For the first time in the city of dreams, Mumbai, the BMC health department will install sanitary pad vending machines, in five of its maternity hospitals. A tender regarding this has been passed and the installation will be completed by the end of February. The five maternity hospitals include Malad Mother and Child Hospital, Marol Maternity Hospital, Anandibai Joshi Hospital at Sakinaka and one each at Oshiwara and Bhandup. The installation is an attempt to encourage women to use sanitary pads for hygiene and better health.
Rohini Kamble, chairman, BMC health committee said, “From the perspective of women’s health, the proposal for installing sanitary napkin vending machines in the BMC hospital toilets was put forth. But, the work of the installation of these machines has not begun. The health committee has sent the proposal to the municipal commissioner.” Each hospital will get one machine and the user will have to insert Rs 5 in the vending machine for a pad.
Health rights activists welcomed the move stating it will encourage women to use sanitary pads. Doctors say that not maintaining hygiene during periods can also lead to several health complications. “Poor menstrual hygiene can lead to fungal infections and urinary tract infections which can also cause cervical cancer. The use of a sanitary pad can help a woman save herself from these health complications,” said Dr. Ganesh Shinde, dean, and gynecologist at Cooper hospital.
The National Family Health Survey (NFHS) 2015-16 report shows that the use of sanitary napkins among Indian women is 48.5 percent in rural areas, and 77.5 percent in urban areas. Dr. Khan said, “There is no facility to discard the sanitary napkins in the municipal hospitals. Women tend to flush the pads and napkins, which get stuck in the drainage pipe. Keeping women’s health in mind, a demand was raised to install sanitary napkin vending machines and incinerators in the BMC hospitals and its toilets.”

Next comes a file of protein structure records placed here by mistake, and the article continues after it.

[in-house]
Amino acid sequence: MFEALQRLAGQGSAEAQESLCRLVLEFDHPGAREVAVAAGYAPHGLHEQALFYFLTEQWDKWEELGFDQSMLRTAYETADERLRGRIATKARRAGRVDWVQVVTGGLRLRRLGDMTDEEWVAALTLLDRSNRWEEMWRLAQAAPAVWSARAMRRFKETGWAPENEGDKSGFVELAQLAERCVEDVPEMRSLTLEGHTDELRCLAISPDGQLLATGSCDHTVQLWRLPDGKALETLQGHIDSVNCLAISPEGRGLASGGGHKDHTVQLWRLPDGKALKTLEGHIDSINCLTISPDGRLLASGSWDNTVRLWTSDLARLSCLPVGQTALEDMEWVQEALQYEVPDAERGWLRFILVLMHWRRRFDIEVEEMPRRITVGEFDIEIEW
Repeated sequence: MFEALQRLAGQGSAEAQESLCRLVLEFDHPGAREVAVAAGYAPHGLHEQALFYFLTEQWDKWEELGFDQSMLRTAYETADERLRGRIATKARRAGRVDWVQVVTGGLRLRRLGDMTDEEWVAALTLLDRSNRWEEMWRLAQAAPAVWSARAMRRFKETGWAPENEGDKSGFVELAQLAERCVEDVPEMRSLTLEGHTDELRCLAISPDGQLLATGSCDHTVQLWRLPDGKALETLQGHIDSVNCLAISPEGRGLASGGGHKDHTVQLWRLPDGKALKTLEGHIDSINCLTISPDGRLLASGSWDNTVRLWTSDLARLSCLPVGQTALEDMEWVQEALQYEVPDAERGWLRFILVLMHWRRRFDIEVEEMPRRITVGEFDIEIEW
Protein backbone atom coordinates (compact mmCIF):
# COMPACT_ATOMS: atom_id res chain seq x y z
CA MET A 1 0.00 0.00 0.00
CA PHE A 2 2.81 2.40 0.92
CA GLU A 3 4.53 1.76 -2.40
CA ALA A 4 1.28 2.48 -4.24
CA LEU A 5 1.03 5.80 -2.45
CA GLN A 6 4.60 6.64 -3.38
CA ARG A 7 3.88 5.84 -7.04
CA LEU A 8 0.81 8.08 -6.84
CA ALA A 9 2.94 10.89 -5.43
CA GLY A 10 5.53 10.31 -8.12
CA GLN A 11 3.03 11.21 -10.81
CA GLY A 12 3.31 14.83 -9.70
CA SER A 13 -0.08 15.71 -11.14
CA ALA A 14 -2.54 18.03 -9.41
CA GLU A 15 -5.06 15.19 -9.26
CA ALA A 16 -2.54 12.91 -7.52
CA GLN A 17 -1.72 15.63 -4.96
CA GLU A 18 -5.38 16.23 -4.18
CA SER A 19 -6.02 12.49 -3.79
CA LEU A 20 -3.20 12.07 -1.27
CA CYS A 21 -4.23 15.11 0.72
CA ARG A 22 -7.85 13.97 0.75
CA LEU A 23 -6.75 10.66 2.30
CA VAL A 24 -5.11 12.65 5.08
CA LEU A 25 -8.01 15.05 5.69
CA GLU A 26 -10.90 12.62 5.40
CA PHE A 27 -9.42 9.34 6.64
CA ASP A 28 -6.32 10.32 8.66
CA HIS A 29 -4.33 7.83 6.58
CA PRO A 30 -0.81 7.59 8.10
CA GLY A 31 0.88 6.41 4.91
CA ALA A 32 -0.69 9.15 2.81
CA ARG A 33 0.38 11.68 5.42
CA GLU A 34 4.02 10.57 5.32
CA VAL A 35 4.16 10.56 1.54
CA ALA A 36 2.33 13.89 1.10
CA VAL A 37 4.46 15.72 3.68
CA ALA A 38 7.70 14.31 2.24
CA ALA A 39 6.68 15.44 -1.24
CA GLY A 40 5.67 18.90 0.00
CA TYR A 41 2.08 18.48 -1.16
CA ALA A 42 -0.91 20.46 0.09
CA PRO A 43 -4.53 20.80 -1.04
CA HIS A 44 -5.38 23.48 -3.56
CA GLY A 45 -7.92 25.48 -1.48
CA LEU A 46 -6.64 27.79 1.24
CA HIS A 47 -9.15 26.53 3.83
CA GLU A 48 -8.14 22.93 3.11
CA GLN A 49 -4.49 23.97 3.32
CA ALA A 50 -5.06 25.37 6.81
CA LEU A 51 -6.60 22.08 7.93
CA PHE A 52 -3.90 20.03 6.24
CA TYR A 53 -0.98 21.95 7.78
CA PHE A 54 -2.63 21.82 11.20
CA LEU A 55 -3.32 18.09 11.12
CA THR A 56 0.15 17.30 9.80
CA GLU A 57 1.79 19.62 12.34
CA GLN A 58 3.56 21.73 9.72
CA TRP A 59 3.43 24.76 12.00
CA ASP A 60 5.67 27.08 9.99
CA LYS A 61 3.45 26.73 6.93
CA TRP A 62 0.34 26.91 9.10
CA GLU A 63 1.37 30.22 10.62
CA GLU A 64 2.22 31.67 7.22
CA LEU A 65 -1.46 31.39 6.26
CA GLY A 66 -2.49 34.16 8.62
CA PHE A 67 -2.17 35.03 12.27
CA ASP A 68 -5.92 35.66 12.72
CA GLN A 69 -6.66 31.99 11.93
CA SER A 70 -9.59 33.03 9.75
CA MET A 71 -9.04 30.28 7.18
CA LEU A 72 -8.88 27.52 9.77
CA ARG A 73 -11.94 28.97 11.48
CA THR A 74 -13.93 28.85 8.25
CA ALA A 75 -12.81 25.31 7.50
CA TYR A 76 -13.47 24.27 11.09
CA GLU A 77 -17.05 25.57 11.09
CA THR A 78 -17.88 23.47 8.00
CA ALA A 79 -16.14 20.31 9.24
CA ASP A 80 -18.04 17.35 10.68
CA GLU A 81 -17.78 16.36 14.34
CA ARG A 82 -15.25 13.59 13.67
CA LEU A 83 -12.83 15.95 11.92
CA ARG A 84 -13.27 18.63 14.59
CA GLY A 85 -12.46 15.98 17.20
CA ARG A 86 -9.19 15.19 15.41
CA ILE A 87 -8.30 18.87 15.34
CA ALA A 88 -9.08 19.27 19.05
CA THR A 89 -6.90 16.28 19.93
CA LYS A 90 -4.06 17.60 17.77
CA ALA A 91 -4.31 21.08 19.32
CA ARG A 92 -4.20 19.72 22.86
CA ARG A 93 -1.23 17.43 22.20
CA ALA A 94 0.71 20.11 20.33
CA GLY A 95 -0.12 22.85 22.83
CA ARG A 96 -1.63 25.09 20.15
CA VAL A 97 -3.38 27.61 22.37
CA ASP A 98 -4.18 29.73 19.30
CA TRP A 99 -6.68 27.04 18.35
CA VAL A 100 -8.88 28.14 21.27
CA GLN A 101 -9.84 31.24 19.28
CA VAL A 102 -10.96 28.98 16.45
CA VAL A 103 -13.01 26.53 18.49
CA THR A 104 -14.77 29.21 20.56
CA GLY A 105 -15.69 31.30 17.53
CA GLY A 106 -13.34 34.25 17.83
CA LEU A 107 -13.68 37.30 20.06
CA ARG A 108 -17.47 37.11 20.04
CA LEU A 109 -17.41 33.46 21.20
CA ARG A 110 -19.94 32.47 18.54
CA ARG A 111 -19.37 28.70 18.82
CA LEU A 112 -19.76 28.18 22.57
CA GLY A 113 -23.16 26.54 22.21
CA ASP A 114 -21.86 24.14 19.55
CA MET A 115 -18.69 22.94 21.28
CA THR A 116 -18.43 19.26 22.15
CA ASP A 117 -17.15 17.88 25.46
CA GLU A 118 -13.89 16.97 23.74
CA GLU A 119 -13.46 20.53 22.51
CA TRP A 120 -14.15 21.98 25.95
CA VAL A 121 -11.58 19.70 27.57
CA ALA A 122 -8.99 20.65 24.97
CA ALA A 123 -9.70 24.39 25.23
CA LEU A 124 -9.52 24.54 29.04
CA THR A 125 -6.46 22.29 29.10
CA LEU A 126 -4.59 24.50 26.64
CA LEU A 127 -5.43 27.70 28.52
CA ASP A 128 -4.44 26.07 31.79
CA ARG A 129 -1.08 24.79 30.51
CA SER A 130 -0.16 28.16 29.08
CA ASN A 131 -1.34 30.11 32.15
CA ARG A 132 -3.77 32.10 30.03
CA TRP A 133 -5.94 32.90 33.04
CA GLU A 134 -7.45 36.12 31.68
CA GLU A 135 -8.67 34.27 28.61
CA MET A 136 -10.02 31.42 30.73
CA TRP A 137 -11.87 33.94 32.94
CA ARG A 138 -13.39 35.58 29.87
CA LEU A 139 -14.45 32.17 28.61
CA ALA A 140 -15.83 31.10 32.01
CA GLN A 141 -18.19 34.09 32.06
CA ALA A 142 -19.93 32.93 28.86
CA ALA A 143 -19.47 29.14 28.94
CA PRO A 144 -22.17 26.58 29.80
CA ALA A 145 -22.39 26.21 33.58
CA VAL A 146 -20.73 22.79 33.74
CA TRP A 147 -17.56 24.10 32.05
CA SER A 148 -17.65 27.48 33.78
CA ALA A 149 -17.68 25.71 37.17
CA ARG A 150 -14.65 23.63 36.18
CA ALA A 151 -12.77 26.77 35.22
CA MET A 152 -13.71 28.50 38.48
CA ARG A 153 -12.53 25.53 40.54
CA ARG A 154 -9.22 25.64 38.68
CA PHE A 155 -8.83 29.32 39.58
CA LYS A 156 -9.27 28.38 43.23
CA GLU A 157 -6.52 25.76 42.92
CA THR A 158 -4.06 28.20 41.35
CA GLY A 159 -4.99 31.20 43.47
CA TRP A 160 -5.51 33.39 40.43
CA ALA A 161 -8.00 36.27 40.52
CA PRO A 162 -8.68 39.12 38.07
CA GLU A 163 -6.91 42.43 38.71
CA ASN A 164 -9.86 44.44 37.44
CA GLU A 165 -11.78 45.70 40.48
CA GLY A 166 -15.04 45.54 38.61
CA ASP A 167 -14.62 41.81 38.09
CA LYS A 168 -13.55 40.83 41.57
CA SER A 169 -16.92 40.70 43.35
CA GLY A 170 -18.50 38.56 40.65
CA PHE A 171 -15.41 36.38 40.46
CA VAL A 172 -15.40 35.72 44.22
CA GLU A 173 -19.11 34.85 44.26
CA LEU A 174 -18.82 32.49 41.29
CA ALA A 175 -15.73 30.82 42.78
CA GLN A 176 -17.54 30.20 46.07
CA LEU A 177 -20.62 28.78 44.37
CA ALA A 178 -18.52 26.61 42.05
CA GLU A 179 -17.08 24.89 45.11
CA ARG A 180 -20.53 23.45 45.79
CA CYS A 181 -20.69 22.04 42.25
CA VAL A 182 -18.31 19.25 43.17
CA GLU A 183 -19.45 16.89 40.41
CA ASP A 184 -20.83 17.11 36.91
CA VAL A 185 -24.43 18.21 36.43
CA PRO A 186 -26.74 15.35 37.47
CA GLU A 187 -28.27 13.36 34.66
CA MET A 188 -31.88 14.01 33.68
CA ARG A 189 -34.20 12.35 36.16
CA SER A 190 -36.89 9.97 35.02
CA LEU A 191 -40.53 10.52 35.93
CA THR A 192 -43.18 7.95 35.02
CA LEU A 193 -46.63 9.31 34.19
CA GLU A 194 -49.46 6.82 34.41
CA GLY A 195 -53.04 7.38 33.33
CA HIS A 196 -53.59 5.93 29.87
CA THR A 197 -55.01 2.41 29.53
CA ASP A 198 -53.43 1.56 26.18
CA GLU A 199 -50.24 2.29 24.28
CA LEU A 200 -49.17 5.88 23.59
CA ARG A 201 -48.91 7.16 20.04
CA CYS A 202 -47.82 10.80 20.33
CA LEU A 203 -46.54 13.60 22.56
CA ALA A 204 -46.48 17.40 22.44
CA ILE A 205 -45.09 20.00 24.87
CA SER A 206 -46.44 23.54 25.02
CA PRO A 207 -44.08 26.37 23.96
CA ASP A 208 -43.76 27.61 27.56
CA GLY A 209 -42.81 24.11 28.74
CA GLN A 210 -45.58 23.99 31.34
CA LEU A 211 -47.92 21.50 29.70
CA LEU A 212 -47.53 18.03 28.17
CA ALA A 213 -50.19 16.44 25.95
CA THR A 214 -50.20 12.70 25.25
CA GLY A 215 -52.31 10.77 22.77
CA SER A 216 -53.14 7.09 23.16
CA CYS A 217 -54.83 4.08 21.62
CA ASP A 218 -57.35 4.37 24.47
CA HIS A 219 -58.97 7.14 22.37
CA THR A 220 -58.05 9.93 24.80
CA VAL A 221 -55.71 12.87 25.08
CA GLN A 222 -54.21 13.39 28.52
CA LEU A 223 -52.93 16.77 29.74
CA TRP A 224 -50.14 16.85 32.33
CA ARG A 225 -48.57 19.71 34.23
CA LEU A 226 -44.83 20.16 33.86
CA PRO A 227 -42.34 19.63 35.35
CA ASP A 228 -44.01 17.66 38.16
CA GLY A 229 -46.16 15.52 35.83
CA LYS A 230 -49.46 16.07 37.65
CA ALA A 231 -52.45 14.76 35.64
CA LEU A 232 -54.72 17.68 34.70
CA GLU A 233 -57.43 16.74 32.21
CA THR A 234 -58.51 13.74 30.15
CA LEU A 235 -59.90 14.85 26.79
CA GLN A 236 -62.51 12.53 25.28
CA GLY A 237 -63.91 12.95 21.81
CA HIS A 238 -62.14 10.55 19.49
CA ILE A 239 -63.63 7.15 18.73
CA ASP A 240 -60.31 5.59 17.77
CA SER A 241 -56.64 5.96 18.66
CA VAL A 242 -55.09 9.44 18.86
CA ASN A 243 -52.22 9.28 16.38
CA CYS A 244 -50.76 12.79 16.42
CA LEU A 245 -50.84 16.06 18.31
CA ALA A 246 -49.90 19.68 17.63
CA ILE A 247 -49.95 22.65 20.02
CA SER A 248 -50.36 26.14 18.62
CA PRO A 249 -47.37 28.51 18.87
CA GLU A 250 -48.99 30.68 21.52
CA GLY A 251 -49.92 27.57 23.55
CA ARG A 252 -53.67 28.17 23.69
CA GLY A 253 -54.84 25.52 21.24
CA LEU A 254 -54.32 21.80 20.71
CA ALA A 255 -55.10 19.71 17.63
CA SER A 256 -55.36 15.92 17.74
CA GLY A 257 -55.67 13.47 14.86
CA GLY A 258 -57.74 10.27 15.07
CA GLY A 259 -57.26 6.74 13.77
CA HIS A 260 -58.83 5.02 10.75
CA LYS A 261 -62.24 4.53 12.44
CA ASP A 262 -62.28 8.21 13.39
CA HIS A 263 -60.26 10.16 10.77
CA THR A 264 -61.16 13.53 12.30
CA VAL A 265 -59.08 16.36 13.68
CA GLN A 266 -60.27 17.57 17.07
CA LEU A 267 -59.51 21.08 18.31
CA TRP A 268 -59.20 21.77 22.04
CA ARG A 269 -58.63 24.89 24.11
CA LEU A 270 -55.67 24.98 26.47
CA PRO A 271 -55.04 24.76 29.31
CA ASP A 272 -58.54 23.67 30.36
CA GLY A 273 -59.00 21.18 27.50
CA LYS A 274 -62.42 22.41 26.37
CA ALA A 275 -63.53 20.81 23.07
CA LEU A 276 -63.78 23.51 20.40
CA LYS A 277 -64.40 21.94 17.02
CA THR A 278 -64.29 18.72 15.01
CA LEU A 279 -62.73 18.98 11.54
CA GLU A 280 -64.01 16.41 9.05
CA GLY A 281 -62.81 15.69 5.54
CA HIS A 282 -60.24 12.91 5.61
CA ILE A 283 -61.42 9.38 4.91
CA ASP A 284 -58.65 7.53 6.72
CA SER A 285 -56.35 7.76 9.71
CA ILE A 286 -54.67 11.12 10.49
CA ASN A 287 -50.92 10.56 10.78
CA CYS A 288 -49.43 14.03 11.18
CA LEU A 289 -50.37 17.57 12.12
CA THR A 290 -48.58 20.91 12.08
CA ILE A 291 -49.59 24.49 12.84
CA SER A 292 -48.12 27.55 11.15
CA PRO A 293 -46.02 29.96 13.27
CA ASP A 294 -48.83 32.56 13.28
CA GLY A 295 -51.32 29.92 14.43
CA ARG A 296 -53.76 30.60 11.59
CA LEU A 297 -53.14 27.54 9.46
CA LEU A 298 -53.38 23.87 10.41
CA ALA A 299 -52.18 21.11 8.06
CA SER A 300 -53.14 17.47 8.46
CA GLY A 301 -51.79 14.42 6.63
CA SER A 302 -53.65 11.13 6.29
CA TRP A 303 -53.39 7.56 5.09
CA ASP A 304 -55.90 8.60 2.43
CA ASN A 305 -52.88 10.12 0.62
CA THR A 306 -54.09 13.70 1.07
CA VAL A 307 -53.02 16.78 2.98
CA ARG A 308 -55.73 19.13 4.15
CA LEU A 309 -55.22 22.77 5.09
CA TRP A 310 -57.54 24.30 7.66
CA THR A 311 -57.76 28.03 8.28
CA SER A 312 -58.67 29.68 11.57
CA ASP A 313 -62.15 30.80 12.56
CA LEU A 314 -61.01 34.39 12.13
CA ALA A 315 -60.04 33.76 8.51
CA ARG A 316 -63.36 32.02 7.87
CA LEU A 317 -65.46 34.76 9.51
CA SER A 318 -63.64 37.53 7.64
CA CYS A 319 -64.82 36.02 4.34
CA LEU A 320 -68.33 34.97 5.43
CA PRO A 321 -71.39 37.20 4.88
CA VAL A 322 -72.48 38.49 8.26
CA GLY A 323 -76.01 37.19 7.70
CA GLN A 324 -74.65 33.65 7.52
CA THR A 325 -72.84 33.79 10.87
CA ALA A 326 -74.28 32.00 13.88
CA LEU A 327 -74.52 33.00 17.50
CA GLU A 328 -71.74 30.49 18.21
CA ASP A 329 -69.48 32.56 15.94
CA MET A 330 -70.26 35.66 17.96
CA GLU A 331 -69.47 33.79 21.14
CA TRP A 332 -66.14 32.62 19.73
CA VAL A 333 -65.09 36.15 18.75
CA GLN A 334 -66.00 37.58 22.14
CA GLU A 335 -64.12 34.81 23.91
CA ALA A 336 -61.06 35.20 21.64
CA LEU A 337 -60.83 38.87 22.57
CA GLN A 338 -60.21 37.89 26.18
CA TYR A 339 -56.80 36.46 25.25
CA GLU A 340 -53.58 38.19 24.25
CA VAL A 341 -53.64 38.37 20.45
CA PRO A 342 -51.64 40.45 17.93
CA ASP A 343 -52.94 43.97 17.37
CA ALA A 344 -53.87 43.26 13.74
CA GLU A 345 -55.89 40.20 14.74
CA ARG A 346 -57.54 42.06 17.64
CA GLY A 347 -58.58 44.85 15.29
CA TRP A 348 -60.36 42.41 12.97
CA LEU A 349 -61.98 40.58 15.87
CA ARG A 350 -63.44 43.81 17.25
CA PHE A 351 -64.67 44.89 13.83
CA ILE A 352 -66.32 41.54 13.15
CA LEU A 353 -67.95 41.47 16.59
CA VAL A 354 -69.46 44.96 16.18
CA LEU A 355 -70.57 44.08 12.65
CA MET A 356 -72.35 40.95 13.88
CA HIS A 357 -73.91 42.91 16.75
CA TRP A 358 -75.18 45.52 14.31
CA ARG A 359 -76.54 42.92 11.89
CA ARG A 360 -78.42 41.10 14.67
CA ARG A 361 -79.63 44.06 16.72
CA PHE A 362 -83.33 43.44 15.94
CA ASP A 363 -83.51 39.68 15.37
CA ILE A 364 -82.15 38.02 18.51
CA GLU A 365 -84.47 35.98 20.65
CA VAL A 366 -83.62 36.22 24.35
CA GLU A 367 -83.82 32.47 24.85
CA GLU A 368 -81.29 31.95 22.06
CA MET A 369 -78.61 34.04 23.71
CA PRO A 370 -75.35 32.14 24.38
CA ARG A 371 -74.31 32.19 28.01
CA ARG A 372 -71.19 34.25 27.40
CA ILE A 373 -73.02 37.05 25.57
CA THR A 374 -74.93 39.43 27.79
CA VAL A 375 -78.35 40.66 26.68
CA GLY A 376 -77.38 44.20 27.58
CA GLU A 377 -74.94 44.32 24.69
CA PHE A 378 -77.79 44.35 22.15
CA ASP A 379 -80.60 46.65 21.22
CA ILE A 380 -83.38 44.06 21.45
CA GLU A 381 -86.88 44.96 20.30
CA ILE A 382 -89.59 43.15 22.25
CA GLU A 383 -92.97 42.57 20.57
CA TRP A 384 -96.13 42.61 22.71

Health rights activists welcomed the move stating it will encourage women to use sanitary pads. Doctors say that not maintaining hygiene during periods can also lead to several health complications. "Poor menstrual hygiene can lead to fungal infections and urinary tract infections which can also cause cervical cancer. The use of a sanitary pad can help a woman save herself from these health complications," said Dr. Ganesh Shinde, dean, and gynecologist at Cooper hospital.
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